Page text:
My father’s death came as a painful surprise to me. Yes he had been ill for three weeks but the doctors said all he needed was some bed rest and he would be fine. He died of a myocardial infarction (heart failure) within two weeks of the doctors telling us, all my father needed was some rest. In retrospect it is possible that the doctors’ assumptions contributed to my denial of his death and led me to think that the medical treatment had failed rather than the natural end of life. When I woke up that Saturday I never imagined that my life would change forever by midday. He died at the age of fifty-three years old.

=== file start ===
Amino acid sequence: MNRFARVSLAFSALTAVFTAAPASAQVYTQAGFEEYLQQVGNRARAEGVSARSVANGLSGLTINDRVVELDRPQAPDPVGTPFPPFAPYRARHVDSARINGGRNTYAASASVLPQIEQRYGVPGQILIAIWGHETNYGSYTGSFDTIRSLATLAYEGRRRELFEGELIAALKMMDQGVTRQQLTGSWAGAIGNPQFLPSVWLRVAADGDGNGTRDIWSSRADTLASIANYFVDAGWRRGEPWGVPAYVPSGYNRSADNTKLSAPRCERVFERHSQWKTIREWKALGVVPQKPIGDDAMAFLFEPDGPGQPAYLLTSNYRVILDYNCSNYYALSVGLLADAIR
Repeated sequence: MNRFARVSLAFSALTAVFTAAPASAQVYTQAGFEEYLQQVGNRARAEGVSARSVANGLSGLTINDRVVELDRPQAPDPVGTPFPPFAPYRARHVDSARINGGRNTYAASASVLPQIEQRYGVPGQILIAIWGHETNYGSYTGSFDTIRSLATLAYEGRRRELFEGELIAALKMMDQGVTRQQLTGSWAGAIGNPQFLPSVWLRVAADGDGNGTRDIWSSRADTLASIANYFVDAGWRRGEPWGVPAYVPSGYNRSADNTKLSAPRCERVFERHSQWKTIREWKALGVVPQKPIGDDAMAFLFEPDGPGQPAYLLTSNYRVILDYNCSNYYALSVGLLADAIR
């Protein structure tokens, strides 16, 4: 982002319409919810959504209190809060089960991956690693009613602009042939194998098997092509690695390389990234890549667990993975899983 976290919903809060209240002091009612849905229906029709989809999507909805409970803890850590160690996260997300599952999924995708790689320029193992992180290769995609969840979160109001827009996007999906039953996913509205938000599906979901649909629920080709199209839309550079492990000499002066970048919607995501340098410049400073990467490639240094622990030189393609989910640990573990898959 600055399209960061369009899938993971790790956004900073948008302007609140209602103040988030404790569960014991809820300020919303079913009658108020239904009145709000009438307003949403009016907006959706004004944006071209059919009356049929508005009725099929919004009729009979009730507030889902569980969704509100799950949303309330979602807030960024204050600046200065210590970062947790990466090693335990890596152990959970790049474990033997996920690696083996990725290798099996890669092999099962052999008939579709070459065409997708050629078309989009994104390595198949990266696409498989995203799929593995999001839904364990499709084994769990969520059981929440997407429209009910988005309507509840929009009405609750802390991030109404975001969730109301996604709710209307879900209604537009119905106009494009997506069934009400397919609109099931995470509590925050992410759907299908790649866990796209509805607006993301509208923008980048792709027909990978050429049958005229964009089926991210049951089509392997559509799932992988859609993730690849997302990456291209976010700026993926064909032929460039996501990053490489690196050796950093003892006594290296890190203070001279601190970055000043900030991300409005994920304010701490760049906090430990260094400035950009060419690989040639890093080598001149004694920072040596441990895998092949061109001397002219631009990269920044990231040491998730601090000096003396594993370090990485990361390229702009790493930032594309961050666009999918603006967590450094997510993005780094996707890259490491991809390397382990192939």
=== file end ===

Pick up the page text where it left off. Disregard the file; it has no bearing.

Being Zimbabwean and African as well as a highly respected man in civil society, news of his death spread quickly and by nightfall our home was filled with relatives and friends who had come to pay their respect. In my cultural context grief and mourning brings people together and it is normal for them to stay for few days until the deceased is buried. The extended family is considered to be very important and can be highly influential in matters such as funerals and weddings. In this case my father’s brothers felt that they should make all the decisions as regards the funeral arrangements. While this would have been culturally normal, about a year earlier I had a discussion with my father in which he informed me how and where he wanted to be buried. He had wanted to be buried in the village (country side) in which he had grown up and to which he fondly referred to as the “open spaces”.